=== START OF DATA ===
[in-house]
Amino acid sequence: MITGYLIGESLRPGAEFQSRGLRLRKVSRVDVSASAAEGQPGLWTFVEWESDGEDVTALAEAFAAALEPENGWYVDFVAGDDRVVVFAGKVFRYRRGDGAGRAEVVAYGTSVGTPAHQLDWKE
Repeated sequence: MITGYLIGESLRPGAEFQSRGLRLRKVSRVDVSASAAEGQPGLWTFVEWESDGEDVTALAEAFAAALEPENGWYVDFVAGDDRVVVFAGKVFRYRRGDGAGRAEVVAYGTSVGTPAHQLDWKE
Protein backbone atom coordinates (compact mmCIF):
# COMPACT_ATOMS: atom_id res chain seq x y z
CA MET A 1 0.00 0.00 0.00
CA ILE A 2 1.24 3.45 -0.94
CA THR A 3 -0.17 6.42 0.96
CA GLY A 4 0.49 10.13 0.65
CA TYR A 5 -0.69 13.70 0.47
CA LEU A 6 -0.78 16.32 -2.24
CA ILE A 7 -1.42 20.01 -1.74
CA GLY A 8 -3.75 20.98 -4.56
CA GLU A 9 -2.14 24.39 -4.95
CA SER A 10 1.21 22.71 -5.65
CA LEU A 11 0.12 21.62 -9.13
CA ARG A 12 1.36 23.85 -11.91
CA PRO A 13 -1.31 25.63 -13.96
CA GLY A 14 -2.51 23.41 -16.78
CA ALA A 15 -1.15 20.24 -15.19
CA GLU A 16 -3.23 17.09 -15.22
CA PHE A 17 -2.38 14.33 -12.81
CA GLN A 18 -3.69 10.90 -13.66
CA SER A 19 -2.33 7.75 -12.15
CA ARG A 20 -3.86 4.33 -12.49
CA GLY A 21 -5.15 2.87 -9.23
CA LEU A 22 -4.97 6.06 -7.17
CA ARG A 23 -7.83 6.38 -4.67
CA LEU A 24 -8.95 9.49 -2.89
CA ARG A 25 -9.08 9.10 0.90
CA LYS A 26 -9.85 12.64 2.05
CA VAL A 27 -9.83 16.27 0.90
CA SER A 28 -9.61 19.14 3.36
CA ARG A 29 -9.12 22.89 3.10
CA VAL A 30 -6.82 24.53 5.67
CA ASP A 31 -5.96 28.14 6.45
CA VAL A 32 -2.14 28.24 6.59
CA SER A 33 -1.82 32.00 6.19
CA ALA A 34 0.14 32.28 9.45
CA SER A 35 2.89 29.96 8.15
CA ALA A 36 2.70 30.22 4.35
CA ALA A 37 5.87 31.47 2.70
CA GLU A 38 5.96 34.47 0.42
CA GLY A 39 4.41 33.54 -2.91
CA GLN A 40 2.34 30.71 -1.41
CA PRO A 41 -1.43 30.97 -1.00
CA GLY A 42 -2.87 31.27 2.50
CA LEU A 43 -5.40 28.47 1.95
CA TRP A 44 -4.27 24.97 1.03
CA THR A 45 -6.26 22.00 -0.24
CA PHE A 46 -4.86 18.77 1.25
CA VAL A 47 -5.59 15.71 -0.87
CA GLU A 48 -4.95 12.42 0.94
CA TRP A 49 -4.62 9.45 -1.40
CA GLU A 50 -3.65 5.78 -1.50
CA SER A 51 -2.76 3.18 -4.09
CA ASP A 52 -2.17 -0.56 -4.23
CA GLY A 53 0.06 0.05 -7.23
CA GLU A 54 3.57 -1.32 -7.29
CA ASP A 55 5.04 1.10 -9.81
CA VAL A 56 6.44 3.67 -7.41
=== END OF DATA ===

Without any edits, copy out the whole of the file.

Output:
[in-house]
Amino acid sequence: MITGYLIGESLRPGAEFQSRGLRLRKVSRVDVSASAAEGQPGLWTFVEWESDGEDVTALAEAFAAALEPENGWYVDFVAGDDRVVVFAGKVFRYRRGDGAGRAEVVAYGTSVGTPAHQLDWKE
Repeated sequence: MITGYLIGESLRPGAEFQSRGLRLRKVSRVDVSASAAEGQPGLWTFVEWESDGEDVTALAEAFAAALEPENGWYVDFVAGDDRVVVFAGKVFRYRRGDGAGRAEVVAYGTSVGTPAHQLDWKE
Protein backbone atom coordinates (compact mmCIF):
# COMPACT_ATOMS: atom_id res chain seq x y z
CA MET A 1 0.00 0.00 0.00
CA ILE A 2 1.24 3.45 -0.94
CA THR A 3 -0.17 6.42 0.96
CA GLY A 4 0.49 10.13 0.65
CA TYR A 5 -0.69 13.70 0.47
CA LEU A 6 -0.78 16.32 -2.24
CA ILE A 7 -1.42 20.01 -1.74
CA GLY A 8 -3.75 20.98 -4.56
CA GLU A 9 -2.14 24.39 -4.95
CA SER A 10 1.21 22.71 -5.65
CA LEU A 11 0.12 21.62 -9.13
CA ARG A 12 1.36 23.85 -11.91
CA PRO A 13 -1.31 25.63 -13.96
CA GLY A 14 -2.51 23.41 -16.78
CA ALA A 15 -1.15 20.24 -15.19
CA GLU A 16 -3.23 17.09 -15.22
CA PHE A 17 -2.38 14.33 -12.81
CA GLN A 18 -3.69 10.90 -13.66
CA SER A 19 -2.33 7.75 -12.15
CA ARG A 20 -3.86 4.33 -12.49
CA GLY A 21 -5.15 2.87 -9.23
CA LEU A 22 -4.97 6.06 -7.17
CA ARG A 23 -7.83 6.38 -4.67
CA LEU A 24 -8.95 9.49 -2.89
CA ARG A 25 -9.08 9.10 0.90
CA LYS A 26 -9.85 12.64 2.05
CA VAL A 27 -9.83 16.27 0.90
CA SER A 28 -9.61 19.14 3.36
CA ARG A 29 -9.12 22.89 3.10
CA VAL A 30 -6.82 24.53 5.67
CA ASP A 31 -5.96 28.14 6.45
CA VAL A 32 -2.14 28.24 6.59
CA SER A 33 -1.82 32.00 6.19
CA ALA A 34 0.14 32.28 9.45
CA SER A 35 2.89 29.96 8.15
CA ALA A 36 2.70 30.22 4.35
CA ALA A 37 5.87 31.47 2.70
CA GLU A 38 5.96 34.47 0.42
CA GLY A 39 4.41 33.54 -2.91
CA GLN A 40 2.34 30.71 -1.41
CA PRO A 41 -1.43 30.97 -1.00
CA GLY A 42 -2.87 31.27 2.50
CA LEU A 43 -5.40 28.47 1.95
CA TRP A 44 -4.27 24.97 1.03
CA THR A 45 -6.26 22.00 -0.24
CA PHE A 46 -4.86 18.77 1.25
CA VAL A 47 -5.59 15.71 -0.87
CA GLU A 48 -4.95 12.42 0.94
CA TRP A 49 -4.62 9.45 -1.40
CA GLU A 50 -3.65 5.78 -1.50
CA SER A 51 -2.76 3.18 -4.09
CA ASP A 52 -2.17 -0.56 -4.23
CA GLY A 53 0.06 0.05 -7.23
CA GLU A 54 3.57 -1.32 -7.29
CA ASP A 55 5.04 1.10 -9.81
CA VAL A 56 6.44 3.67 -7.41